Category Archives: Scientific meetings

Remembering Bill Loomis, a Dictyostelium colleague

Bill leaned towards me, slightly lopsided but intent, holding a glass of white wine at an angle that almost kept it from spilling on me. It was clear he wanted to figure out what I was up to, not quite … Continue reading

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Thought of going to a Gordon Research Conference on talking plants?

If I had some spare time, I would love to learn more about plant volatiles, so I would go to the GRC on them. Sometimes the best meetings are farthest from your expertise. If you go to such, GRC meetings … Continue reading

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Should you ask that question? Thoughts from NSF

I’m at the Advisory Committee for the Biology Directorate of the National Science Foundation. We have just had a powerful talk by Jim Olds Assistant Director of Biological Sciences on biology generally. (Assistant Director is Director as far as I … Continue reading

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Who is studying the rest of the eukaryotes? The protistologists!

It is a cabinet of marvels where Russians draw meticulous illustrations of spines and spikes, where mitochondria are optional but always leave their shadow, where roots are elusive, basic biochemical pathways variable, and new discoveries can be made at the … Continue reading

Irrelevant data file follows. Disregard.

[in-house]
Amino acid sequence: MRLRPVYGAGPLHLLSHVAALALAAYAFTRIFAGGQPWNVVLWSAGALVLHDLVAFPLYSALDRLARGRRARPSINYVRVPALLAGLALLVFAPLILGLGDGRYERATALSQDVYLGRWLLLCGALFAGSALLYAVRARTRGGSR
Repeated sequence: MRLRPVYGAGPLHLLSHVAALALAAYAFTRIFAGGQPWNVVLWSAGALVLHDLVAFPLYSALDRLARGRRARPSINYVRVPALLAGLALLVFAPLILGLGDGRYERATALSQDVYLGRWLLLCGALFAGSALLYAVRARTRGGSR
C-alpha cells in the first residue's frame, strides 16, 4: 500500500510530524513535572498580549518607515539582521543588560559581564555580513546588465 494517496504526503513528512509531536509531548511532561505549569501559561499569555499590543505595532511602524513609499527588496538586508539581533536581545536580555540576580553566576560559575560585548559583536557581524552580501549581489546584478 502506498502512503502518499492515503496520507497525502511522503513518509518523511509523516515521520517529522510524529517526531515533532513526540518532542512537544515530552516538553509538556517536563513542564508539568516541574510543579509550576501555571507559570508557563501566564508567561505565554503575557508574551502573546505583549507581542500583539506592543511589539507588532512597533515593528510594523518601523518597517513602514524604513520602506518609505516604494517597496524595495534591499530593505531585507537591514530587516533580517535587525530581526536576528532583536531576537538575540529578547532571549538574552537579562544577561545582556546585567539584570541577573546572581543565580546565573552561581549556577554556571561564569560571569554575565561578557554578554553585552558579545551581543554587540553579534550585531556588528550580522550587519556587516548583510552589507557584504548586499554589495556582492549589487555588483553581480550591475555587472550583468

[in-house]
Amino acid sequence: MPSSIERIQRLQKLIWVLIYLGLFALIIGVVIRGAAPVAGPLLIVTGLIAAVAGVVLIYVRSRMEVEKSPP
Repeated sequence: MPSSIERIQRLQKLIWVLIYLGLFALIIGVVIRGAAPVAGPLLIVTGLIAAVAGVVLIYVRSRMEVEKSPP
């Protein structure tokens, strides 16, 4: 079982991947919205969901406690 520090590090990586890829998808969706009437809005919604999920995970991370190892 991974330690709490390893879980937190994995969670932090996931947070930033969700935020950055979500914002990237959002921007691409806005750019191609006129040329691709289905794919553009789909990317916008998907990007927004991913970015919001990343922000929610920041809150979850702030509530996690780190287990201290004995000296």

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Recipe for studying symbiosis

  What do scientists who identify first as symbiontologists study? OK, maybe I invented that term, but something brings hundreds of people to meetings where the only thing they have in common is that they study symbiosis. What do sponges, … Continue reading

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What is fair communication from a meeting? GRC?

I’m at a Gordon Research Conference, a new, wonderful one on Animal Microbe Symbioses. This first one was conceived by Nicole Dubilier and Ned Ruby. They wrote the proposal, got the funding, chose the speakers, then held their collective breaths, … Continue reading

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How to organize a fabulous small meeting

  When I see a young scientist talking to one of the grizzled leaders of the field at a meeting I have organized, I hope that the new scientist will discover something valuable from her elder. Likewise, I hope the … Continue reading

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